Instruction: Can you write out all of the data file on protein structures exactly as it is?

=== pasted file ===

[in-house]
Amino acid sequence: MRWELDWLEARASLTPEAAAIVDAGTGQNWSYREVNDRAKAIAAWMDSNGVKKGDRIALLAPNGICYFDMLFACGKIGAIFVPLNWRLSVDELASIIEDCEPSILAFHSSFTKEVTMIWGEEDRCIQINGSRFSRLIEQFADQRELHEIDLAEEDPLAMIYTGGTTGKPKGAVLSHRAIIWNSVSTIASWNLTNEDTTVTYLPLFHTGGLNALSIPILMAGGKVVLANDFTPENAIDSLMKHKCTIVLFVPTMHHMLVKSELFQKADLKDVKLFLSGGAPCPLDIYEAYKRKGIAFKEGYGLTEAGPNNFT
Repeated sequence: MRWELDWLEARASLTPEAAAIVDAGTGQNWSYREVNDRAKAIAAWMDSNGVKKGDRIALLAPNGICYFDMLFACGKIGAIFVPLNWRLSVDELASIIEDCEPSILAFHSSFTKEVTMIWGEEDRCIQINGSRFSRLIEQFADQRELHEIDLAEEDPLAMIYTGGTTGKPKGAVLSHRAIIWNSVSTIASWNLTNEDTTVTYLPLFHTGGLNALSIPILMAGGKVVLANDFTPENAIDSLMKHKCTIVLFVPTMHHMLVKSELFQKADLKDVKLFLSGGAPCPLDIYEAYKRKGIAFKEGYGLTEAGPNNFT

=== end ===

[in-house]
Amino acid sequence: MRWELDWLEARASLTPEAAAIVDAGTGQNWSYREVNDRAKAIAAWMDSNGVKKGDRIALLAPNGICYFDMLFACGKIGAIFVPLNWRLSVDELASIIEDCEPSILAFHSSFTKEVTMIWGEEDRCIQINGSRFSRLIEQFADQRELHEIDLAEEDPLAMIYTGGTTGKPKGAVLSHRAIIWNSVSTIASWNLTNEDTTVTYLPLFHTGGLNALSIPILMAGGKVVLANDFTPENAIDSLMKHKCTIVLFVPTMHHMLVKSELFQKADLKDVKLFLSGGAPCPLDIYEAYKRKGIAFKEGYGLTEAGPNNFT
Repeated sequence: MRWELDWLEARASLTPEAAAIVDAGTGQNWSYREVNDRAKAIAAWMDSNGVKKGDRIALLAPNGICYFDMLFACGKIGAIFVPLNWRLSVDELASIIEDCEPSILAFHSSFTKEVTMIWGEEDRCIQINGSRFSRLIEQFADQRELHEIDLAEEDPLAMIYTGGTTGKPKGAVLSHRAIIWNSVSTIASWNLTNEDTTVTYLPLFHTGGLNALSIPILMAGGKVVLANDFTPENAIDSLMKHKCTIVLFVPTMHHMLVKSELFQKADLKDVKLFLSGGAPCPLDIYEAYKRKGIAFKEGYGLTEAGPNNFT